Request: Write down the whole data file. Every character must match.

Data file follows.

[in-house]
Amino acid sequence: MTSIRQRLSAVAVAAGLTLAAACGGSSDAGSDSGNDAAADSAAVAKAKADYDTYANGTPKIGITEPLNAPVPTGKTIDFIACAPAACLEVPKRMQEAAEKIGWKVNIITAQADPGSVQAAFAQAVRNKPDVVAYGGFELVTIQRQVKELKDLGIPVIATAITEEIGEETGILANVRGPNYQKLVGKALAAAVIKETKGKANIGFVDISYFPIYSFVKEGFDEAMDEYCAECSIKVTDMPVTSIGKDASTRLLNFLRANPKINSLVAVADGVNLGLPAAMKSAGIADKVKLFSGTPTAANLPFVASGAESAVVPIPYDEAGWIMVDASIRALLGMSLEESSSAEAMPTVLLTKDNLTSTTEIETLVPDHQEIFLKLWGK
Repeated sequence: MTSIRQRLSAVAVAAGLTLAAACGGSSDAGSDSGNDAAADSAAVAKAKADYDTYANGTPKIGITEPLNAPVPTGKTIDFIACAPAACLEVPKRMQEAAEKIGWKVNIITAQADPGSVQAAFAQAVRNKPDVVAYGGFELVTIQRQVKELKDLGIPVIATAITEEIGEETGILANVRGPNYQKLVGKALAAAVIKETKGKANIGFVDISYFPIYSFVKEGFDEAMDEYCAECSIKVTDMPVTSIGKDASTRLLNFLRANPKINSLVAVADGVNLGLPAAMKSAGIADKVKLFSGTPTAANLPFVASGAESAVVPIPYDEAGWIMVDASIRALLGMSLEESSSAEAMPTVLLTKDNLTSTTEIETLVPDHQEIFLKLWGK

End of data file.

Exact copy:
[in-house]
Amino acid sequence: MTSIRQRLSAVAVAAGLTLAAACGGSSDAGSDSGNDAAADSAAVAKAKADYDTYANGTPKIGITEPLNAPVPTGKTIDFIACAPAACLEVPKRMQEAAEKIGWKVNIITAQADPGSVQAAFAQAVRNKPDVVAYGGFELVTIQRQVKELKDLGIPVIATAITEEIGEETGILANVRGPNYQKLVGKALAAAVIKETKGKANIGFVDISYFPIYSFVKEGFDEAMDEYCAECSIKVTDMPVTSIGKDASTRLLNFLRANPKINSLVAVADGVNLGLPAAMKSAGIADKVKLFSGTPTAANLPFVASGAESAVVPIPYDEAGWIMVDASIRALLGMSLEESSSAEAMPTVLLTKDNLTSTTEIETLVPDHQEIFLKLWGK
Repeated sequence: MTSIRQRLSAVAVAAGLTLAAACGGSSDAGSDSGNDAAADSAAVAKAKADYDTYANGTPKIGITEPLNAPVPTGKTIDFIACAPAACLEVPKRMQEAAEKIGWKVNIITAQADPGSVQAAFAQAVRNKPDVVAYGGFELVTIQRQVKELKDLGIPVIATAITEEIGEETGILANVRGPNYQKLVGKALAAAVIKETKGKANIGFVDISYFPIYSFVKEGFDEAMDEYCAECSIKVTDMPVTSIGKDASTRLLNFLRANPKINSLVAVADGVNLGLPAAMKSAGIADKVKLFSGTPTAANLPFVASGAESAVVPIPYDEAGWIMVDASIRALLGMSLEESSSAEAMPTVLLTKDNLTSTTEIETLVPDHQEIFLKLWGK